The University of Southern California reports that Americans are living longer than ever before. Between 1950 and 2000, the number of people 65 years and older rose from 8 percent to 12 percent of the total population, and that figure is expected to rise to 20 percent by the year 2050.
Back in 1900, most people didn’t live past the age of 50. Today, the average life expectancy for those born in 2012 is 78.8 years. Almost one in 10 girls and one in 20 boys born today will live past the age of 100.
You may like the idea of being able to live longer, but you probably don’t like the idea of looking older. Indeed, as 50 is the “new 40” as they say and 60 the “new 50” (and so on), we all seek to go into middle age and beyond looking younger than our years.
It’s easy to forget this goal, though, when you’re going about your busy day. If you have a number of things on your “to-do” list, you may forget to do those things that you need to do to take good care of yourself.
To make it simple, try to be sure you don’t have any of the following habits. If you do, it’s time to make a change if you want to continue receiving those compliments about how young you look!
1. You Have No Set Bedtime
Studies show that adults need seven to eight hours of sleep per night. If you regularly get six hours or less, you could be at an increased risk for heart disease, obesity, type 2 diabetes, and even premature death. Other studies have found that sleep deprivation affects long-term memory and decision-making.
In a 2013 study, researchers also made a breakthrough discovery: sleep deprivation is linked to aging skin. They followed 60 premenopausal women between the ages of 30 and 49 and found that those categorized as “poor sleepers” looked older than those who slept well. The women had more fine lines, more hyperpigmentation (skin discoloration), and more sagging and bagging too.
This was the first study to show that poor sleep quality can accelerate signs of skin aging. That means that a lack of sleep can not only age your body but your face as well.
To get a good night’s sleep every night, go to bed at the same time every night and get up at the same time every morning, even on the weekends. This sets your body’s internal clock and will help you get to sleep faster and sleep more deeply every night.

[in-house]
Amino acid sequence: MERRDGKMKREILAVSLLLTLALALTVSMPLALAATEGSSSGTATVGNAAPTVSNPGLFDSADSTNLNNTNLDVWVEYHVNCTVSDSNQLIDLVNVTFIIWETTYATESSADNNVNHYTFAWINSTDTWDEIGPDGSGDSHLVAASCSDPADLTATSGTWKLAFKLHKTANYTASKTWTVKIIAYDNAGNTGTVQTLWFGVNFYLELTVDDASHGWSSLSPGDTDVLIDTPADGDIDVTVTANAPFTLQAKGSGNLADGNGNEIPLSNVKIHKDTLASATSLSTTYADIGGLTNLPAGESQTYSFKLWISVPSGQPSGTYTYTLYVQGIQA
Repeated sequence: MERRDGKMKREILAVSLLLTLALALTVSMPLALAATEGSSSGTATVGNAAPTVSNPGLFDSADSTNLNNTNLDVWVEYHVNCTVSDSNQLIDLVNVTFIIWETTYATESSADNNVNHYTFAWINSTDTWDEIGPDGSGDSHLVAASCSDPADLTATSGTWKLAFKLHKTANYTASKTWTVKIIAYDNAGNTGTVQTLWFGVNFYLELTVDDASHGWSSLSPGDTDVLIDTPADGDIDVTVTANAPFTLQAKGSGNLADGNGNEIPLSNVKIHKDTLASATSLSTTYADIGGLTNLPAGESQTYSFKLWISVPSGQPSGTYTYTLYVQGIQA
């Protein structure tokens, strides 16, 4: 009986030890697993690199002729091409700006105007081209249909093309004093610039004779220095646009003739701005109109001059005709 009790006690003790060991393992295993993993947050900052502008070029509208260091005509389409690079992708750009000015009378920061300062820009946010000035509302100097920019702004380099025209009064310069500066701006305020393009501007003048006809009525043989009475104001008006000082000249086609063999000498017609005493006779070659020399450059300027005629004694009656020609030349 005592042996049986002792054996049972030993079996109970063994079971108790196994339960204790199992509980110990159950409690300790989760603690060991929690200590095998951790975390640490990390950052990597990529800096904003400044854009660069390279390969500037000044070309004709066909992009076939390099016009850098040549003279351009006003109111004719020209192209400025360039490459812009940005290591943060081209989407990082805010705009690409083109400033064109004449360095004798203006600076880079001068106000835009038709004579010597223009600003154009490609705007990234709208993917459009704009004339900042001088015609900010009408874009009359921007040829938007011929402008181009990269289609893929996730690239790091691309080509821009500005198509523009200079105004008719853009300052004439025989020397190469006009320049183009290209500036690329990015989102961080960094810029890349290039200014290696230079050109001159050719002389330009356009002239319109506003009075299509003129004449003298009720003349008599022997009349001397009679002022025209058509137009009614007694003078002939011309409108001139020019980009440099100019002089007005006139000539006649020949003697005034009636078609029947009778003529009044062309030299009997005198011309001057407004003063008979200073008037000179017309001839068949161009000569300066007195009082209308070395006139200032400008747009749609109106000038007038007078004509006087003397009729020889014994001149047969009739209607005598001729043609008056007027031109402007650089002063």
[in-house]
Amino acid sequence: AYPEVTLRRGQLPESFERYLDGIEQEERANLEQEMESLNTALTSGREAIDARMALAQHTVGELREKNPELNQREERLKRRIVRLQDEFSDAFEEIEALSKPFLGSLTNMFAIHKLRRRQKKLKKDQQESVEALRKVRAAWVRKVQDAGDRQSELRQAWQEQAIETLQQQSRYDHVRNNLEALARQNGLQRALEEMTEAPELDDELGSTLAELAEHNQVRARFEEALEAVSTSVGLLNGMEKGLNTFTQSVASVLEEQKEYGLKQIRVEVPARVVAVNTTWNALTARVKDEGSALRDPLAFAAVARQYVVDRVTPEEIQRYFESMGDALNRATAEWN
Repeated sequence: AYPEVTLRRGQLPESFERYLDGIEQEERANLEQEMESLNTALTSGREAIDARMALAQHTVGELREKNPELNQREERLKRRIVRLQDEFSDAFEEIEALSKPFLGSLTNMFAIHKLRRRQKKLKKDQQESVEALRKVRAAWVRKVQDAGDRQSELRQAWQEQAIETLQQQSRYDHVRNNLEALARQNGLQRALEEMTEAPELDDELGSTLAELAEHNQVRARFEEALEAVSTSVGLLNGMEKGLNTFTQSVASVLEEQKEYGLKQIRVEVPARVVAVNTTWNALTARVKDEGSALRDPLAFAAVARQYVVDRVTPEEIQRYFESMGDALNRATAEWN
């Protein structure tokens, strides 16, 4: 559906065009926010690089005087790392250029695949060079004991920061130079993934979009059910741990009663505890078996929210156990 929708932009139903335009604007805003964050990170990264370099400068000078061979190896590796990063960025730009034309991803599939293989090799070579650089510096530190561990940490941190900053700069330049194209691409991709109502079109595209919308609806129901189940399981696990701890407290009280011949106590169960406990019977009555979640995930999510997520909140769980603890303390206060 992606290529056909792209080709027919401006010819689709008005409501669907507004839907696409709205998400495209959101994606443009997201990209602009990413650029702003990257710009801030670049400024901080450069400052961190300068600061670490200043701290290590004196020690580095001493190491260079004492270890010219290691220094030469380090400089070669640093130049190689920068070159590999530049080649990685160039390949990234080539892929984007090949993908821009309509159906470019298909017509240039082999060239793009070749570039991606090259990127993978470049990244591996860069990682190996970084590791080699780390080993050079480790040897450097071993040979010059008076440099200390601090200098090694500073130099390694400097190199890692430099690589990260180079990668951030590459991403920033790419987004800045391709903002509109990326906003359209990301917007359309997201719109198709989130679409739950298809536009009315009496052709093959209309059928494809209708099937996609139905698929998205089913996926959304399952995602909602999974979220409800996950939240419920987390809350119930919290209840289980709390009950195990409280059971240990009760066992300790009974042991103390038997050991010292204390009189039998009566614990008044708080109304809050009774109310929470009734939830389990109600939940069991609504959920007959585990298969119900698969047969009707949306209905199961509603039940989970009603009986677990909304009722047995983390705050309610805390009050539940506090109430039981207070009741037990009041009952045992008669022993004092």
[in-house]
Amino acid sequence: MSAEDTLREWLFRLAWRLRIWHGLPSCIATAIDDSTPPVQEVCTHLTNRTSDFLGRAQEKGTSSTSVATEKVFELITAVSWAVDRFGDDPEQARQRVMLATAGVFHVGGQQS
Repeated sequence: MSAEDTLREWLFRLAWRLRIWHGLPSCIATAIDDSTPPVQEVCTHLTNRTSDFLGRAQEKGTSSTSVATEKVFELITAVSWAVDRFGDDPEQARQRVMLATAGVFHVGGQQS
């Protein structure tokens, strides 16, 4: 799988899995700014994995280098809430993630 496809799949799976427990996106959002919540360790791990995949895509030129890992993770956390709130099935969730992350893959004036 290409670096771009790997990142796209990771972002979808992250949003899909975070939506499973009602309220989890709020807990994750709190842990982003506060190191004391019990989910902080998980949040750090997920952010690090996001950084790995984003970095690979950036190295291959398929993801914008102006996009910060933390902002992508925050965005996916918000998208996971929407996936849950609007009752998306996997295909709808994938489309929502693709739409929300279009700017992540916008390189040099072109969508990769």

2. You Exercise Only If You Have Time
If you’re looking for a fountain of youth, regular exercise is about as close as you can get. In a 2017 study, researchers found that high-intensity interval training — in which you work hard for about a minute and then scale back to rest and then repeat — actually helped older adults reverse certain aspects of the cellular aging process.
In another 2017 study, researchers found that physical activity lengthened the telomeres in the body. Telomeres are nucleoprotein caps at the end of chromosomes and have been tied to aging. The shorter they are, the higher the risk of death. For the study, the scientists analyzed data from about 5,800 adults and found that adults with high levels of physical activity had longer telomeres and a “biologic aging advantage of nine years” over sedentary adults.
The “high level” category included women who jogged 30 minutes at least five times a week and men who jogged 40 minutes at least five times a week.
“Just because you’re 40 doesn’t mean you’re 40 years old biologically,” said study author Larry Tucker. “We all know people that seem younger than their actual age. The more physically active we are, the less biological aging takes place in our bodies.”
3. You Slump Over Your Computer, Cellphone and/or Tablet
During the past few decades, we’ve all adapted to new technology, and now most of us spend a good amount of time every day using our computers, cellphones and tablets. The problem is that while we’re using them, we forget to watch our posture. In time, that can lead to a hunched-over, old-person look.
This sort of problem is so common that it’s often called the “computer hunch.” You know how it goes. You work for hours at the computer and pretty soon you’ve slumped in your chair, rounded your shoulders and jutted your head forward. In time, this stretches the muscles in your back, making them long and weak, and tightens the muscles in your chest, making them short. That can lead to a more permanent posture problem that can develop into something more serious called “kyphosis.”
Kyphosis is an abnormal spinal curve that creates that hunchback appearance, and postural kyphosis — that is caused by poor posture — is the most common type. The hunch can also be caused by arthritis and disc degeneration but slouching increases your risk.
Good posture not only makes you look younger, it can help you feel younger, too. In a 2009 study, students who took on a straight posture trusted themselves and had more confidence than those who slouched, who felt more powerless. So, post a sticky note to help remind yourself, and use your core to draw yourself up, pull your shoulders back, and let your head balance evenly between your shoulders.
4. You’re Stressed Out Most of the Time